IAF To Use AI-Assisted Next-Gen Tech For Threat Monitoring In Captive Networks: Air Chief Marshal R K S Bhadauria

IAF To Use AI-Assisted Next-Gen Tech For Threat Monitoring In Captive Networks: Air Chief Marshal R K S BhadauriaAir Chief Marshal RKS Bhadauria (Pic Via FICCI Website)

Artificial Intelligence-assisted next-gen technologies would be employed for threat monitoring in the Indian Air Force's captive networks, including the current network upgrades, IAF chief Air Chief Marshal R K S Bhadauria said on Monday (5 April).

"If we intend to utilise AI heavily in combat aviation, we may need to redefine or even abandon some traditional principles. These principles are not strict or templated. Essentially different nations with different threat perceptions would have different requirements and this would have evolved over a period of time and experience," he said, at an E-symposium on Artificial Intelligence for Air Warriors organised by the FICCI in New Delhi.

"AI can give you models with impeccable logic to prove that the proposed solutions are the best," he added.

Talking about Artificial Intelligence in air warfare, he said that it can bring enormous changes in the way air wars are fought in the aerospace domain.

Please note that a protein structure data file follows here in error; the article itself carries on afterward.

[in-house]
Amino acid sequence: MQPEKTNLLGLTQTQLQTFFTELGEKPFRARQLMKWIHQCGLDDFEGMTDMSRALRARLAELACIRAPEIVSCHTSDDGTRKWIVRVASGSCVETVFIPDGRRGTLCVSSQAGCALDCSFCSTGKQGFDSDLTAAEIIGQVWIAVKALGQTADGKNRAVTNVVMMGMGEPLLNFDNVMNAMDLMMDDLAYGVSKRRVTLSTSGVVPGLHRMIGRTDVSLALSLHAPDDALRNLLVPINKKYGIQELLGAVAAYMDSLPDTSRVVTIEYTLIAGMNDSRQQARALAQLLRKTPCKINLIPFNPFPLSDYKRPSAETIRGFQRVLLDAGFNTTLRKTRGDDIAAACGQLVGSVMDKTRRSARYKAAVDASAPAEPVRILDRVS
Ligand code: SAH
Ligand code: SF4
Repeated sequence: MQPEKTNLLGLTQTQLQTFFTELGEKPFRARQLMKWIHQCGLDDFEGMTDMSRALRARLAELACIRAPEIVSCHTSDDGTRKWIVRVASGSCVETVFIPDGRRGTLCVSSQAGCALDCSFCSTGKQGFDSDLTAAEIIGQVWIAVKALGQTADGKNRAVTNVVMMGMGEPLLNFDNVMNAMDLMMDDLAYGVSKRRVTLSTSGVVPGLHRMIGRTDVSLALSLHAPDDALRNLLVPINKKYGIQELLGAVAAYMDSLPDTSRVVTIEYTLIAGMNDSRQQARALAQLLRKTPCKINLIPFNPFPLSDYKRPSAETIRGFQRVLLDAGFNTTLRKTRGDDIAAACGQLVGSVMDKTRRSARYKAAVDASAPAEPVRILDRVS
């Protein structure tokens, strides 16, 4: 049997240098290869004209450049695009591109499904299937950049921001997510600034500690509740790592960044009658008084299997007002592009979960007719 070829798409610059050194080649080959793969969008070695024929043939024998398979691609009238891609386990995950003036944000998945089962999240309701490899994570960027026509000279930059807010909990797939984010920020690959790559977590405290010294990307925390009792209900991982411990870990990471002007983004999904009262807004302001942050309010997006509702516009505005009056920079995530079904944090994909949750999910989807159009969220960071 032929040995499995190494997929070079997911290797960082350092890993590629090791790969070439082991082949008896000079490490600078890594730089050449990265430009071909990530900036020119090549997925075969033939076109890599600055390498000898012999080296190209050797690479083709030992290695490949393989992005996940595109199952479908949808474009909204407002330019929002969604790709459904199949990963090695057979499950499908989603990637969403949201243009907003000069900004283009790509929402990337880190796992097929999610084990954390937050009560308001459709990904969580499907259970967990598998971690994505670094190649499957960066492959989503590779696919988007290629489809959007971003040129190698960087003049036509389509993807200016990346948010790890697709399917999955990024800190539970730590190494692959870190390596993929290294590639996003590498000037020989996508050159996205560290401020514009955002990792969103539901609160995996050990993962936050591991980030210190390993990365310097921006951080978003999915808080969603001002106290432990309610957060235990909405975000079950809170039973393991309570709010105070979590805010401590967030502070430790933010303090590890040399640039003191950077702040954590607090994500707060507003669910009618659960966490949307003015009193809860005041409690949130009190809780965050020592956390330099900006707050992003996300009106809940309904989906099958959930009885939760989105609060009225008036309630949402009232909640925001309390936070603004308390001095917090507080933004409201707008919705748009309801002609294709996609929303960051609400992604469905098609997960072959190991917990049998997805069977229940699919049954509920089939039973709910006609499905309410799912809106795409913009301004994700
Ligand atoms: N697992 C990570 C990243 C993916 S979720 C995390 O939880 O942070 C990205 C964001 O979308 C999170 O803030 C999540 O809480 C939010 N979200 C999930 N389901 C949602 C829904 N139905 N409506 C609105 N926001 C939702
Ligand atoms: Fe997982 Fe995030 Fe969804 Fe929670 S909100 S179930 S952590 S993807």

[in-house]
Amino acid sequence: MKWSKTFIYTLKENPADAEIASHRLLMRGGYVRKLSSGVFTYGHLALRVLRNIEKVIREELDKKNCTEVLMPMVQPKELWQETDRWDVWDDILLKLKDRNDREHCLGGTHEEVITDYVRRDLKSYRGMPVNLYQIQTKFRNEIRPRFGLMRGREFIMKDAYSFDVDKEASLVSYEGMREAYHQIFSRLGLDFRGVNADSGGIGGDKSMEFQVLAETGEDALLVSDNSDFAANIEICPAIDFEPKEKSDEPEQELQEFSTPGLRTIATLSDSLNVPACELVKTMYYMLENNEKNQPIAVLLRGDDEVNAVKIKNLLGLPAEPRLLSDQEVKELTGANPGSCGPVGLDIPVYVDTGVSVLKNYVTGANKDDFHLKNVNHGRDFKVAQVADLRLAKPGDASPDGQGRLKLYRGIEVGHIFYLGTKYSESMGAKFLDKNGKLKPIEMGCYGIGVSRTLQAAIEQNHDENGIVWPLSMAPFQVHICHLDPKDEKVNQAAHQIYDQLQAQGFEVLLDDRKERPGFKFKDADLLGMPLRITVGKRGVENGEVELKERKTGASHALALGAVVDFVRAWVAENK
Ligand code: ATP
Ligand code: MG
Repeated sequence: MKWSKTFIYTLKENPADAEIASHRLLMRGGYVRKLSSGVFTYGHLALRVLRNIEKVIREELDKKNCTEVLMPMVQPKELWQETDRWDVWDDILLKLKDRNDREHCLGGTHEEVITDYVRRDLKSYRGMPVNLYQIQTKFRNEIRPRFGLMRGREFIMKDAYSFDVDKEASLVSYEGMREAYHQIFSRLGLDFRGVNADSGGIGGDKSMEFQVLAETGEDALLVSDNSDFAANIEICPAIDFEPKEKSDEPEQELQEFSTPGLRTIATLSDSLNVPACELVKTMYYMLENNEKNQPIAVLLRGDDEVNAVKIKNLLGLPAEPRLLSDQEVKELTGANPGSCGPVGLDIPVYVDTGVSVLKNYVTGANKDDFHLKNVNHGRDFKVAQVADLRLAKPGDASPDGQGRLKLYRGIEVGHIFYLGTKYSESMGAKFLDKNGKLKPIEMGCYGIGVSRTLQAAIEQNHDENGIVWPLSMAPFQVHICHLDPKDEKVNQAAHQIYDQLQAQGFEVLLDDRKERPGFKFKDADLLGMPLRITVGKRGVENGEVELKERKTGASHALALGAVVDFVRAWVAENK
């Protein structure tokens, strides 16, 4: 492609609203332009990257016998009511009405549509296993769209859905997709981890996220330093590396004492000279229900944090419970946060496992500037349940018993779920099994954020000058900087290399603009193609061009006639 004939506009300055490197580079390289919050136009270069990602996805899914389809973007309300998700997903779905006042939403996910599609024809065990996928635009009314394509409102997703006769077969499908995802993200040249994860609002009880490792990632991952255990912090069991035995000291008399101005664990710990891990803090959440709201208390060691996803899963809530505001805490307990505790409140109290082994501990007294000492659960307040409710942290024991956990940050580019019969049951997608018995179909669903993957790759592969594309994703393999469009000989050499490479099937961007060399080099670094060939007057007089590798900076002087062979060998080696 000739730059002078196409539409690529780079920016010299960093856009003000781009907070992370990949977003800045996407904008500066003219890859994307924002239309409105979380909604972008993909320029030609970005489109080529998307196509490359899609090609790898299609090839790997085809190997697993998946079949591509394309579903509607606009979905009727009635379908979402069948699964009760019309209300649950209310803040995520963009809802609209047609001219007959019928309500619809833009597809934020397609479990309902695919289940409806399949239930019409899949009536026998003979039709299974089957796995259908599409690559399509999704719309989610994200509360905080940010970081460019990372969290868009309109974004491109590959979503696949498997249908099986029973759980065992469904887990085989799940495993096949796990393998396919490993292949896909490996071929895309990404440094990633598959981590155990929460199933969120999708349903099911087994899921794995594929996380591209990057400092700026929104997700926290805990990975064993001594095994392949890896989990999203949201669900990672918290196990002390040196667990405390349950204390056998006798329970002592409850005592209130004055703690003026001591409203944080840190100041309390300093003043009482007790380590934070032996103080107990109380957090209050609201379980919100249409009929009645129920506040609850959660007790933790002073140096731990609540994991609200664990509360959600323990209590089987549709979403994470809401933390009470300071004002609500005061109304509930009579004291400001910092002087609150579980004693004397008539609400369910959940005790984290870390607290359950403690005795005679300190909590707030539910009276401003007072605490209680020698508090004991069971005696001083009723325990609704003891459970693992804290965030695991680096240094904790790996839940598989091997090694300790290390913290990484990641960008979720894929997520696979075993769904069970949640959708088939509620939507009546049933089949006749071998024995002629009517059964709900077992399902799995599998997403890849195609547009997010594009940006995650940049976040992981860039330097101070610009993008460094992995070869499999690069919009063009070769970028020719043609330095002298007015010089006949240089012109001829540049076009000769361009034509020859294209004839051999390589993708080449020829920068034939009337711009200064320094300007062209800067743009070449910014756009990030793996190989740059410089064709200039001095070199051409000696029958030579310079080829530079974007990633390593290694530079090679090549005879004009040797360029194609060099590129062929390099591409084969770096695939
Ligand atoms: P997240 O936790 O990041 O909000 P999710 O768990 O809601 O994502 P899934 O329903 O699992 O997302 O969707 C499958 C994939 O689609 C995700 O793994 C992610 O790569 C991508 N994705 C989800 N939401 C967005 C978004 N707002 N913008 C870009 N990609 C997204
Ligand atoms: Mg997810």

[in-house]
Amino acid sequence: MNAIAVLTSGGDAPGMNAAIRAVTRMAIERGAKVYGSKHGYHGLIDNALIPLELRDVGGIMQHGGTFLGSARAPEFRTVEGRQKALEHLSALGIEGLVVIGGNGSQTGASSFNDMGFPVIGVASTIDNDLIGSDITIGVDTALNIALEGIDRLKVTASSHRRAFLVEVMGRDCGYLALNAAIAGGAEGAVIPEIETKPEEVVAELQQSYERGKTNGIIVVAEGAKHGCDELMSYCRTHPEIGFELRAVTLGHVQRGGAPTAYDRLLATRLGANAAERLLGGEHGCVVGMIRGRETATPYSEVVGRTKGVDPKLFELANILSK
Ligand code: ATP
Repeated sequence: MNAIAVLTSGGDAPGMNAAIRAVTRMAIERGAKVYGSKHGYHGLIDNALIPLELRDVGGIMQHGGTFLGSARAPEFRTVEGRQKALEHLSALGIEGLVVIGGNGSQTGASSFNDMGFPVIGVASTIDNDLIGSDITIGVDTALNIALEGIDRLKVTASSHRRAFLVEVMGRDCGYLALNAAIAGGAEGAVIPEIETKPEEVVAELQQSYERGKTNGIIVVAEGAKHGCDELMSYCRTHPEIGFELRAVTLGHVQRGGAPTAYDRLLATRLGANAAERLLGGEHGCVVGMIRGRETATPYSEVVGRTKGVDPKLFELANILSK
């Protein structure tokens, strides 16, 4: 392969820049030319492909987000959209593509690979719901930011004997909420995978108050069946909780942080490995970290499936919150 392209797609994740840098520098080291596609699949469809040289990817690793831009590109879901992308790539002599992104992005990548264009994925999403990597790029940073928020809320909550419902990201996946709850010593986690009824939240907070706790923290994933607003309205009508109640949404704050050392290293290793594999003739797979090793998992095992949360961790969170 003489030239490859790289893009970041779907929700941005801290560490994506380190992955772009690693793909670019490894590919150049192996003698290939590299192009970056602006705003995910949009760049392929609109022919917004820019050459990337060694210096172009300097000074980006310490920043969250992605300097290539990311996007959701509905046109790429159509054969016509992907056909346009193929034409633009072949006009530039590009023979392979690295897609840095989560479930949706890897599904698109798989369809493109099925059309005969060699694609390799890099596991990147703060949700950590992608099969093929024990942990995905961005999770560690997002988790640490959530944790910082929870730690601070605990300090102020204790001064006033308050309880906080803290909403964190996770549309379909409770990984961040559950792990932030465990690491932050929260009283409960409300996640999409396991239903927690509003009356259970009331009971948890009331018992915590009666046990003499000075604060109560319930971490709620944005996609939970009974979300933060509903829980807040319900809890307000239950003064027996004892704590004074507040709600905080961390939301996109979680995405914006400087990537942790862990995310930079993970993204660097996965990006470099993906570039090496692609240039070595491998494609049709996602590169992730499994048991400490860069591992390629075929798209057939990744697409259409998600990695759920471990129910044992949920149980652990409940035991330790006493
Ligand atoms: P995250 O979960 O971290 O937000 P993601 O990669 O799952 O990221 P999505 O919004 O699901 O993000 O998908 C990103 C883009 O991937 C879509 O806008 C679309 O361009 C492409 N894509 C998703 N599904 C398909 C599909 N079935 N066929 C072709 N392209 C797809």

On Artificial Intelligence in the force, Air Chief Marshal Bhadauria said: "Our entire inventory management has been computurerised and digitised and we have already started to work on AI based formulation so as to come out with predictive maintenance or predictive threat scenario."

"We have started testing AI and AI-based applications on some projects which are at the different stages. We have already improved our operation efficacy by shrinking timelines in the entire chain," he added.

On training strategy, the IAF chief said: "We have been already working on effective training strategies where data recorders example are being used to identify outliers in pilot performance, be it in operations, exercises using AI techniques to determine the strong and weak points in terms of manoeuvring or overall orientation, etc."

He also said "to optimally use AI, we must first decide as to when the system should be supervised by the human and when not. This is the decision that should involve technical logic and questioning. Humans are designed to be more effective at problem solving whereas AI thrives in an environment with high correlation and underlying patterns."

(This story has been published from a wire agency feed without modifications to the text. Only the headline has been changed.)


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